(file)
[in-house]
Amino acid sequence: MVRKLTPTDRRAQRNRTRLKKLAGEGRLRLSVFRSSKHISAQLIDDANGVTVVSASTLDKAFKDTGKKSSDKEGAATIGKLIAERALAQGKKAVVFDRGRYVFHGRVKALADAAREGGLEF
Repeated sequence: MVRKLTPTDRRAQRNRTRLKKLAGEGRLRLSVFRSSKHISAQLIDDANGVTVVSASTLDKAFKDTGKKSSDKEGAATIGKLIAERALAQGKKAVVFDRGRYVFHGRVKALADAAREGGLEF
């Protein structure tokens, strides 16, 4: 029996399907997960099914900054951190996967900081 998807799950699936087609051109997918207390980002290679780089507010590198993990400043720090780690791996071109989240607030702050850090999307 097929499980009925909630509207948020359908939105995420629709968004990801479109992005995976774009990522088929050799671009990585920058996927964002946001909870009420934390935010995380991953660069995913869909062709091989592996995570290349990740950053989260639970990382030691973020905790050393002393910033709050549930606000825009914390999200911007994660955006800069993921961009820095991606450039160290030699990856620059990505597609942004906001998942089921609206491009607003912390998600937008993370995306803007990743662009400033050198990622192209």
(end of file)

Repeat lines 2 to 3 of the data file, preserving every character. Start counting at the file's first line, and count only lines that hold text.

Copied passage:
Amino acid sequence: MVRKLTPTDRRAQRNRTRLKKLAGEGRLRLSVFRSSKHISAQLIDDANGVTVVSASTLDKAFKDTGKKSSDKEGAATIGKLIAERALAQGKKAVVFDRGRYVFHGRVKALADAAREGGLEF
Repeated sequence: MVRKLTPTDRRAQRNRTRLKKLAGEGRLRLSVFRSSKHISAQLIDDANGVTVVSASTLDKAFKDTGKKSSDKEGAATIGKLIAERALAQGKKAVVFDRGRYVFHGRVKALADAAREGGLEF